A woman in her mid-30s had her throat cut after slapping a man who groped her on a public bus, Beijing newspaper Legal Evening News reported Tuesday.
At around 8 a.m. during the Monday morning rush hour, a woman identified only by her surname, Gong, was stabbed on Bus 582 in Beijing’s Tongzhou District. When Gong felt another passenger touching her inappropriately, she slapped him; he retaliated by brandishing a fruit knife and stabbing her. The driver and fellow passengers subdued the 26-year-old attacker from northeastern China’s Liaoning province until police arrived and took him into custody.
Gong’s brother told Legal Evening News that a vein and a nerve in his sister’s neck had been severed, and that she suffered four stab wounds, including one to her lung. Gong reportedly lost a large amount of blood and was unconscious when emergency services arrived. She was rushed to hospital to undergo surgery and remains in the intensive care unit.
Gong, a white-collar worker who takes public transport to and from her office every day, has a 7-year-old son in his first year of elementary school. Her brother said the family have told the boy that his mother went on a business trip.
Tongzhou police released a statement on their Weibo microblog account on Monday afternoon giving an account of the attack, though they did not mention that the woman had been sexually harassed. The statement was reposted by Feminist Voices, a Beijing-based nongovernmental organization promoting gender equality, with accompanying text that reads: “Is it risky to resist sexual harassment on public transport?”
There have been several cases in the last few months of serious consequences befalling women who defend themselves against sexual harassment on public transport in China. In May, a woman who used a phone to film a taxi driver as he masturbated next to her was detained by police under an anti-pornography law. Another case saw a woman get hit by a man she says molested her on the Beijing subway and then sued for defamation when she posted about the incident on her Weibo microblog.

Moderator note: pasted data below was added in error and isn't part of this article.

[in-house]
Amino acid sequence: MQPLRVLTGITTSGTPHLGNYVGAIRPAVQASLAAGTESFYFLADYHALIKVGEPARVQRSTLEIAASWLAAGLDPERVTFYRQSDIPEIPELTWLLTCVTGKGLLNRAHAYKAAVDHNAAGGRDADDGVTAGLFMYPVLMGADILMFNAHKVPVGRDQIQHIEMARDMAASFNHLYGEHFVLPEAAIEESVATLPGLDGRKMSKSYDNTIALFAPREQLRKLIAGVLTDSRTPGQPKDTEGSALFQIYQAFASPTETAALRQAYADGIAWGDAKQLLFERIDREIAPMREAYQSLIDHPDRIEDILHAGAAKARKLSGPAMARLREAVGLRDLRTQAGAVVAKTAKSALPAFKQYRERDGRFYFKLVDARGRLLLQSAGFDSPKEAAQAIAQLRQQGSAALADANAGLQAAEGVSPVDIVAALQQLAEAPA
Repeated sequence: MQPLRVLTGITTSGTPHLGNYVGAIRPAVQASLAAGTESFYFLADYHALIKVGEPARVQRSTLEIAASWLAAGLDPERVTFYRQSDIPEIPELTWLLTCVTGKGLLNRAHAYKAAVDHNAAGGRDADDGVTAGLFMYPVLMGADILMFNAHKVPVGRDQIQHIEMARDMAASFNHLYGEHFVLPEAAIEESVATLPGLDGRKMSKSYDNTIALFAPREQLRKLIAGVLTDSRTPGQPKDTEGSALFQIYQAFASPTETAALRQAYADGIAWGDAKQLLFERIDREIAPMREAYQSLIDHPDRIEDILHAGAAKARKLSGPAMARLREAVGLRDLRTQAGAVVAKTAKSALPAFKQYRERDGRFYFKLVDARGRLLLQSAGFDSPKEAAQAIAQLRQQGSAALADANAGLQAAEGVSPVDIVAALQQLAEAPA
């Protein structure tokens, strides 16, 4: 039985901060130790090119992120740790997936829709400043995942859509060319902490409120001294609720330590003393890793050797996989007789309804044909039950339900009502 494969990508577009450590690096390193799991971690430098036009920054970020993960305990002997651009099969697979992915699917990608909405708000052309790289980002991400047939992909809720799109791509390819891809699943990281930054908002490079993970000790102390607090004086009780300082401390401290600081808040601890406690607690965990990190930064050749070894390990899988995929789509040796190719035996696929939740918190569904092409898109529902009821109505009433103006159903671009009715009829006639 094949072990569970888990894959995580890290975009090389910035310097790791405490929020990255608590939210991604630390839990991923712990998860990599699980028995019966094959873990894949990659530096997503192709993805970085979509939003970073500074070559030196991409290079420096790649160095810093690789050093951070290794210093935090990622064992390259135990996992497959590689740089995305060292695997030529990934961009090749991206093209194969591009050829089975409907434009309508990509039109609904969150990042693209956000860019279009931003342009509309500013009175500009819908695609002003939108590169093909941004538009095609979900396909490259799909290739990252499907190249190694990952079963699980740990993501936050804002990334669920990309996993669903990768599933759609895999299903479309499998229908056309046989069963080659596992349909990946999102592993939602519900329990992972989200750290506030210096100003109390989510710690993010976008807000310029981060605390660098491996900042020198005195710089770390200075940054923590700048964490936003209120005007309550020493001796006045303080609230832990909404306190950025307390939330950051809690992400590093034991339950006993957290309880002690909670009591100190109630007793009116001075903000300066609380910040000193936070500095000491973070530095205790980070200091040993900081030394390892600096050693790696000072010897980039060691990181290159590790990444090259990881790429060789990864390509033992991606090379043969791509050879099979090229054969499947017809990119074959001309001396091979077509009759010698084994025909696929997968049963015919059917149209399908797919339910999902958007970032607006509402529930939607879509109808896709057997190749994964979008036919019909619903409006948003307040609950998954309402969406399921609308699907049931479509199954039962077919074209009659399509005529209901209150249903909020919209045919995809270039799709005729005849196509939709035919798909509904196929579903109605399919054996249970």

“If you look at the recent incidents collectively, you can see a trend among the public, who expect victims to be perfect,” Guangzhou-based feminist activist Zhang Leilei told Sixth Tone on Wednesday. According to Zhang, the public looks to victims to determine why harassment takes place, often claiming they did not protect themselves well enough, or that they have some problem that explains why bad things happen to them.
In southern China, transport authorities have resisted public condemnations of sexual harassment, rejecting plans by Guangzhou-based advocacy group F Feminist to display an anti-sexual harassment billboard in the city’s subway. Both Guangzhou and Shenzhen have opted to give dedicated subway cars for female passengers a try instead.
According to a Beijing Youth Daily report on July 7, police recently began a crackdown on “wolves” — a euphemistic term for the perpetrators of sexual harassment — on the capital’s public transport network. The initiative has police patrolling the city’s subway during the morning and evening rush hours. As of June 16, 20 people had been taken into custody.
Editor: David Paulk.
(Header image: Passengers crowd into a packed bus in Beijing, July 9, 2012. Sun Shiqi/VCG)